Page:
Kim Jong Un warned two months ago that if the US didn't ease sanctions on North Korea that he would seek a new, potentially military, way to defend his country's sovereignty.
On Thursday, President Donald Trump said he was unable to strike a deal with Kim at their meeting in Vietnam because Kim was only willing to give up some of his nuclear sites in exchange for total sanctions relief, which Trump refused to concede.
In his New Year's Day speech this year, Kim said that his country "may be compelled to find a new way" to defend itself if the US didn't lift sanctions. Trump confirmed to reporters on Thursday that all of current US sanctions are still "in place, yes."
Sitting on a leather chair with a black suit and grey tie last month, Kim hinted that the lack of sanctions relief - as was seen in Hanoi, Vietnam, on Thursday - could merit a military response or escalation.
"If the United States does not keep the promise it made in the eyes of the world, and out of miscalculation of our people's patience, it attempts to unilaterally enforce something upon us and persists in imposing sanctions and pressure against our Republic," he said, according to a translation by the state-run Rodong Sinmun, "we may be compelled to find a new way for defending the sovereignty of the country and the supreme interests of the state and for achieving peace and stability of the Korean peninsula."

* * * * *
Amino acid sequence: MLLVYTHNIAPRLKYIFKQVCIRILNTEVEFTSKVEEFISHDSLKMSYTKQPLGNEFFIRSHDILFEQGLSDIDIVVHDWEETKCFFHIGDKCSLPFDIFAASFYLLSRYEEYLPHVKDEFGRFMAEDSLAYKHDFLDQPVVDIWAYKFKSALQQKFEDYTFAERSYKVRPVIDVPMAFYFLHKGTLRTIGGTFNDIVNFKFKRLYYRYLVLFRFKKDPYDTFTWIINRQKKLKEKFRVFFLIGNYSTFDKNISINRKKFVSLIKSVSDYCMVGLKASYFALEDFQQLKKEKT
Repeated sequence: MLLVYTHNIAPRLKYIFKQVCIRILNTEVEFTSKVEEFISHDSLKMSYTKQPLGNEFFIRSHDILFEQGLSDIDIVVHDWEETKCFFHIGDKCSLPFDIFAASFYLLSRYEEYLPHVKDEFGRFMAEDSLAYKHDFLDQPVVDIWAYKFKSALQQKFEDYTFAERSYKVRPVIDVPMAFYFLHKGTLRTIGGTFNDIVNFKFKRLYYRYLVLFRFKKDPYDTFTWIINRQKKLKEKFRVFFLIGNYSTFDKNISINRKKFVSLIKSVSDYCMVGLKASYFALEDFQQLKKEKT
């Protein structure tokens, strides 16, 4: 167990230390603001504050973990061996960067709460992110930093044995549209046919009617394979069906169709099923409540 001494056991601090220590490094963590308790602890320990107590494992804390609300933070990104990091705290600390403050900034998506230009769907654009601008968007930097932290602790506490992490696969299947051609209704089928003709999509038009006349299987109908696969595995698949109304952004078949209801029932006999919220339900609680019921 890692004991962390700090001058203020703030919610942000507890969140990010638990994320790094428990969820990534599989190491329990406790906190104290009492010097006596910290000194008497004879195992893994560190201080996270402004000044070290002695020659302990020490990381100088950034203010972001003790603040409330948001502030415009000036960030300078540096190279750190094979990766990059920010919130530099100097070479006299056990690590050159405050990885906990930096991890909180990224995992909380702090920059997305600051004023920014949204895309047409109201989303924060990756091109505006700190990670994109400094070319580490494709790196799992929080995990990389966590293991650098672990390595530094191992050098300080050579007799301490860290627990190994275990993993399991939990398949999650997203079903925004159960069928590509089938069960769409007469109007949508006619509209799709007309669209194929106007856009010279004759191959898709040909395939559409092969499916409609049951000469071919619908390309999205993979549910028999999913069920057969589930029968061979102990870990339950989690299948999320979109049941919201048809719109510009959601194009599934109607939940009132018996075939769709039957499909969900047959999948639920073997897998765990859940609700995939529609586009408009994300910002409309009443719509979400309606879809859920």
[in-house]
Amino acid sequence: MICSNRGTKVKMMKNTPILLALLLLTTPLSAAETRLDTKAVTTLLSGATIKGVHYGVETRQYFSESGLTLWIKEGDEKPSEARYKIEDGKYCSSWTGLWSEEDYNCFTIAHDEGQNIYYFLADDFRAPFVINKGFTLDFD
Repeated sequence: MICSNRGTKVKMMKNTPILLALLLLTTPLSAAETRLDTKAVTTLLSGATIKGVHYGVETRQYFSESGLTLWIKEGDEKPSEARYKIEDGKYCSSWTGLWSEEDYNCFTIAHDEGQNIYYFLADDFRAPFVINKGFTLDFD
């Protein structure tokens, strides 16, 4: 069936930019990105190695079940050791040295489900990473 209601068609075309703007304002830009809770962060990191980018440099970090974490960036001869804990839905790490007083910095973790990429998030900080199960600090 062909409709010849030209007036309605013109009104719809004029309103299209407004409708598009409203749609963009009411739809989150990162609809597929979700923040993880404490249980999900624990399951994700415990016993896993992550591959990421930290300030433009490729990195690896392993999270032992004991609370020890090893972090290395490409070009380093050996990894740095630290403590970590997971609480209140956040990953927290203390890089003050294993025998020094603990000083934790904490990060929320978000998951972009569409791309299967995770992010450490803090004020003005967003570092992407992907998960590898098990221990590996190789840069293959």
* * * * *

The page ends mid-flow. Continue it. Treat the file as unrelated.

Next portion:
Watch the New Year's address here:
How important are sanctions to North Korea? In a New Year speech, Kim said that if the US â€œtries to unilaterally force us to do something, and continues with sanctionsâ€¦ we might have no choice but to reluctantly seek a new way to defend the country's sovereigntyâ€ pic.twitter.com/bJ908DLANh— BBC Monitoring (@BBCMonitoring) February 28, 2019
The alternative means of defence that Kim mentioned in the speech could be the restarting of nuclear missile tests - which North Korea said it ended last April, and which Kim affirmed his commitment to halting on Thursday.
Kim's speech last month could also hint at an expansion of the 12 nuclear sites that already exist in the country.
Prior to the summit US intelligence and North Korea experts repeatedly warned that Pyongyang is unlikely to give up its nuclear arms. An intelligence report published last month reiterated the idea that the country's leaders view nuclear arms as "critical to regime survival."
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